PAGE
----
When Chams was just launching Prospect Design International in Dubai, he had travelled back to France to learn a bit more about the trade from his brother. However, he quickly realised that the approach to design and project construction varies between the two regions.
“In France, there are smaller companies than there are here. Also, for the execution of a project, you don’t hire a contractor there, you hire a carpenter whose father was a carpenter and so on. But we don’t have the same way of working here [in Dubai]. It’s a different approach,” says Chams.
He adds: “At the end of the day, Europe used to be ahead of Middle Easterners, and Middle Easterners were always trying to catch up, but not anymore. I don’t think you can say this today because Dubai is really on the map in terms of design. All the franchises that want to open here open much better branches than the original places. So we cannot claim to be followers anymore.”
Chams follows a strict process that focuses on the layout of a project before applying 3D visuals.
“We understand functionality, and that is the most important thing in designing a restaurant. It needs to be functional and comfortable. We focus on providing the best layout possible. This is the first thing we do and we continue working on it until the client is happy,” explains Chams.
He’s all about the big picture, Chams says, as he recognises that a big part of being a successful designer is client discussions and presenting a likable, trustworthy character during initial meetings.
He says: “Understanding the client’s brief makes you better for next time, and we always learn things from clients. Whether we like it or not, you have to accept what they want unless it’s a big mistake.
“So there’s a very thin line between what they want and what we can implement. But we have our ways…at the end of the day design is a lot of talking. If you don’t like me and I wasn’t able to seduce you, you aren’t going to like my design. This is how it is in the beginning.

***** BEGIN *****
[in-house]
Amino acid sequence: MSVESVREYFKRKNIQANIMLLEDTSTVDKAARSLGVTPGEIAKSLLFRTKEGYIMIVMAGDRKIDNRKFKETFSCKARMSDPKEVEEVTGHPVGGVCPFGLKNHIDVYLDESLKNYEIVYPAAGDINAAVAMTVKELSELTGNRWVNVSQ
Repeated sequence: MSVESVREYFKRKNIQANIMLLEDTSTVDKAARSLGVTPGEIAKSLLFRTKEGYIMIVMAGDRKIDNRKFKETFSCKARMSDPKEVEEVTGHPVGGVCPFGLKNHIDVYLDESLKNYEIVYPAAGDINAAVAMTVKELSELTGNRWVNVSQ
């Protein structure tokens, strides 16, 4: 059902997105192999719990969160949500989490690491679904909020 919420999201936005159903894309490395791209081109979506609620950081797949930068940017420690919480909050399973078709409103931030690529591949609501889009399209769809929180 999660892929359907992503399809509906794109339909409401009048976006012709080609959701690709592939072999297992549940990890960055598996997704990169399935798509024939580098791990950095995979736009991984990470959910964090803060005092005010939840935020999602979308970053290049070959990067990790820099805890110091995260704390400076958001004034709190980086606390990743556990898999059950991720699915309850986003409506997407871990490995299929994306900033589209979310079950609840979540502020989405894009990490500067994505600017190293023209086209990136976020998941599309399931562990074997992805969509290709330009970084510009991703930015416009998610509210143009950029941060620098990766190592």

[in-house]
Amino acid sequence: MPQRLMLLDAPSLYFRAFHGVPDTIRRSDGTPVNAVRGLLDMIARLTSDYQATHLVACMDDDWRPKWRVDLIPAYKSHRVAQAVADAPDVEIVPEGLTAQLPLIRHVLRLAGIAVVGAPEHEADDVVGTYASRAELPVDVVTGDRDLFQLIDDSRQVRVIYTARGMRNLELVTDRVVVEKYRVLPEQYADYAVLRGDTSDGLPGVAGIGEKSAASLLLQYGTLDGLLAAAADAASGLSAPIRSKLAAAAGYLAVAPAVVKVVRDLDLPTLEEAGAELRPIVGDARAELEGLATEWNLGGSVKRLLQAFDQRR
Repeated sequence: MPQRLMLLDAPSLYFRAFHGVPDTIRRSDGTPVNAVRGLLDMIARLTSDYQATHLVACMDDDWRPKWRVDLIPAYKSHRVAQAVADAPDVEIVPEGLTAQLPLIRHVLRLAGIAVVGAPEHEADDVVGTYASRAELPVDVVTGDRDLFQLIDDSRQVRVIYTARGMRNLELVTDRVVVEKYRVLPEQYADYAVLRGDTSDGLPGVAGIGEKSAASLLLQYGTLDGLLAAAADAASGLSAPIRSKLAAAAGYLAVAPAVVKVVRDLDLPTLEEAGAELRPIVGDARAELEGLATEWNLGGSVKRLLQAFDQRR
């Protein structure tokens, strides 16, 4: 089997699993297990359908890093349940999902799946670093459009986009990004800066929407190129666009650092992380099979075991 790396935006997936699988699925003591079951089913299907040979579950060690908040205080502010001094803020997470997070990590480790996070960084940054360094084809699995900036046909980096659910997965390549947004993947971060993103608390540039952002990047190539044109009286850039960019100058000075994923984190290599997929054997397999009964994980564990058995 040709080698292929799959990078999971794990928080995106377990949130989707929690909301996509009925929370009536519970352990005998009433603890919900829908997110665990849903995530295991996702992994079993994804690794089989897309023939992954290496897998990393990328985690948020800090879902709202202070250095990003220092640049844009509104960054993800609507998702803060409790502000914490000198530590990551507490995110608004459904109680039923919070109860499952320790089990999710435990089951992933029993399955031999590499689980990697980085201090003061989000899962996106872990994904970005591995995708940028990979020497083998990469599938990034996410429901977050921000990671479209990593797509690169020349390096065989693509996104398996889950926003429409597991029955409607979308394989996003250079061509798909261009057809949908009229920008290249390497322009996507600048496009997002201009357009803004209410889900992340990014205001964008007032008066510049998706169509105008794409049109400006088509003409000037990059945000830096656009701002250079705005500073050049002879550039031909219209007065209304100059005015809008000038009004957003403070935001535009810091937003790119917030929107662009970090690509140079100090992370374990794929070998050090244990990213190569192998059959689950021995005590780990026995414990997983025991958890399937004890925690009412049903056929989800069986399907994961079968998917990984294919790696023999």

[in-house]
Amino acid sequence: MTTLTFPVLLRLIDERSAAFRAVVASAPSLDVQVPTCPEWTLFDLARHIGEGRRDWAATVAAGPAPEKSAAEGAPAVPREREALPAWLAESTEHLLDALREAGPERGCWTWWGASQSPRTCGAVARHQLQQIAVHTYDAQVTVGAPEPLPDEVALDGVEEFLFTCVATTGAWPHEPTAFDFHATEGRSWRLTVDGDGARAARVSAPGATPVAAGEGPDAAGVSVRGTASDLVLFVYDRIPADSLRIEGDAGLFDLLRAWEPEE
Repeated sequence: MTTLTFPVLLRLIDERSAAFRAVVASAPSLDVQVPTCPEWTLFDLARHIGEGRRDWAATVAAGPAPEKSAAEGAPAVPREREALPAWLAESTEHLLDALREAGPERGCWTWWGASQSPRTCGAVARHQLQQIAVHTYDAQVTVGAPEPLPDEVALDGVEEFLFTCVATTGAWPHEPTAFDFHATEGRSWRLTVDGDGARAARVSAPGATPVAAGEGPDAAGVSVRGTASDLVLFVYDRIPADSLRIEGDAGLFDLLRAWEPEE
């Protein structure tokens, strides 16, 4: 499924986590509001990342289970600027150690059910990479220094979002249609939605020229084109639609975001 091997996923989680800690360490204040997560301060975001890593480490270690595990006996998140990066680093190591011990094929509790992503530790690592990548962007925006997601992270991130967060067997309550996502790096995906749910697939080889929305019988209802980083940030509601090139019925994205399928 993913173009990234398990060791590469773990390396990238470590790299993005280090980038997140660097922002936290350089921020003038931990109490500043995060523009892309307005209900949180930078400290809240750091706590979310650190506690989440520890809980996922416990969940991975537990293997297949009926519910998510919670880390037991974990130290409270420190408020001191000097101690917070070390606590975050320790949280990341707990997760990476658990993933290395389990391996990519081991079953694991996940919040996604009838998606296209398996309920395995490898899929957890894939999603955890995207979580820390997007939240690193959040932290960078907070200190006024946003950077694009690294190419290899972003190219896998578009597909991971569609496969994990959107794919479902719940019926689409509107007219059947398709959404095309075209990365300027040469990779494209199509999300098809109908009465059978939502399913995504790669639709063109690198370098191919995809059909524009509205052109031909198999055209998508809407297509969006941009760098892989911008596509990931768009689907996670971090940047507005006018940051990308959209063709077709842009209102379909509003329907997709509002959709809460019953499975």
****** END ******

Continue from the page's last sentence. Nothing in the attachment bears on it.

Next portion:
“[Clients] are hiring you because they don’t know what they want or they don’t know how to put the idea together….When they like you, your job is easier and they trust you. They’re happy to see you and they want to hear what you have to say. There’s no wrong or right design, so it’s very personal.”
As designers go, Chams comes off as one of the more practical ones. He understands the importance of interpersonal relationships and the effect of good communication between a project’s collaborators.
Most recently, Prospect Design International completed 40Kong, a rooftop lounge in H Hotel. With a natural colour and material palette, 40Kong displays the designer’s ability to keep things simple, while still mixing in some high-end design elements like the Archittetura Sonoma speakers.
Other notable projects from Prospect Design International include the VIP Room Dubai, Movida Club London and Dubai, Claw in Souk al Baher, and the Palais Club by Crystal in Beirut.
With many projects on the horizon like Cielo on the Creek, Chams maintains the hopes for boutique hotels to become a trend in the region. Such goals really speak to Chams’ character, as he’s someone who is sincere in offering his friendship and neighbourly approach to colleagues.
He concludes: “The only thing that Dubai misses today is boutique hotels. And when you say boutique hotel, it’s not only the size of it, but the boutique hotel’s most important element is that on the second or third visit, the people there know you. You’re going to a boutique hotel where you feel at home.”